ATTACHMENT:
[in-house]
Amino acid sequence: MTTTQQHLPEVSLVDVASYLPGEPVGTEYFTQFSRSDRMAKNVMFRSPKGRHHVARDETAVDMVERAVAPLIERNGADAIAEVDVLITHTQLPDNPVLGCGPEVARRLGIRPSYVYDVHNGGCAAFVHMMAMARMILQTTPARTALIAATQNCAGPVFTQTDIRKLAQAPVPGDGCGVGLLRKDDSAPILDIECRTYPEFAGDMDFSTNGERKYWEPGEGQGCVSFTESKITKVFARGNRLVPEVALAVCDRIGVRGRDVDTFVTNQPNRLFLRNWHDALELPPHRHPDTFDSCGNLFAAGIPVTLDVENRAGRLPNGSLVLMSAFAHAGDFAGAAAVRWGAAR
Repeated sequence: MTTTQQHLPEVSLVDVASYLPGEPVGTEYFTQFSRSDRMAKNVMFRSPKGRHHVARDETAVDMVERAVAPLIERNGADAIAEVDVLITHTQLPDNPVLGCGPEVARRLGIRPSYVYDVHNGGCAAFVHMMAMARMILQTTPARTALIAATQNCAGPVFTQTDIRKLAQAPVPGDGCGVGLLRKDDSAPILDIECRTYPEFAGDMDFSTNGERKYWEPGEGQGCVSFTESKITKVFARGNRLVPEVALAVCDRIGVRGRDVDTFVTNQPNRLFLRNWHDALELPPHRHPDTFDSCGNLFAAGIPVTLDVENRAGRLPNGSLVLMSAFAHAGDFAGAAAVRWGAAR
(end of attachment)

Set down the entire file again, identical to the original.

[in-house]
Amino acid sequence: MTTTQQHLPEVSLVDVASYLPGEPVGTEYFTQFSRSDRMAKNVMFRSPKGRHHVARDETAVDMVERAVAPLIERNGADAIAEVDVLITHTQLPDNPVLGCGPEVARRLGIRPSYVYDVHNGGCAAFVHMMAMARMILQTTPARTALIAATQNCAGPVFTQTDIRKLAQAPVPGDGCGVGLLRKDDSAPILDIECRTYPEFAGDMDFSTNGERKYWEPGEGQGCVSFTESKITKVFARGNRLVPEVALAVCDRIGVRGRDVDTFVTNQPNRLFLRNWHDALELPPHRHPDTFDSCGNLFAAGIPVTLDVENRAGRLPNGSLVLMSAFAHAGDFAGAAAVRWGAAR
Repeated sequence: MTTTQQHLPEVSLVDVASYLPGEPVGTEYFTQFSRSDRMAKNVMFRSPKGRHHVARDETAVDMVERAVAPLIERNGADAIAEVDVLITHTQLPDNPVLGCGPEVARRLGIRPSYVYDVHNGGCAAFVHMMAMARMILQTTPARTALIAATQNCAGPVFTQTDIRKLAQAPVPGDGCGVGLLRKDDSAPILDIECRTYPEFAGDMDFSTNGERKYWEPGEGQGCVSFTESKITKVFARGNRLVPEVALAVCDRIGVRGRDVDTFVTNQPNRLFLRNWHDALELPPHRHPDTFDSCGNLFAAGIPVTLDVENRAGRLPNGSLVLMSAFAHAGDFAGAAAVRWGAAR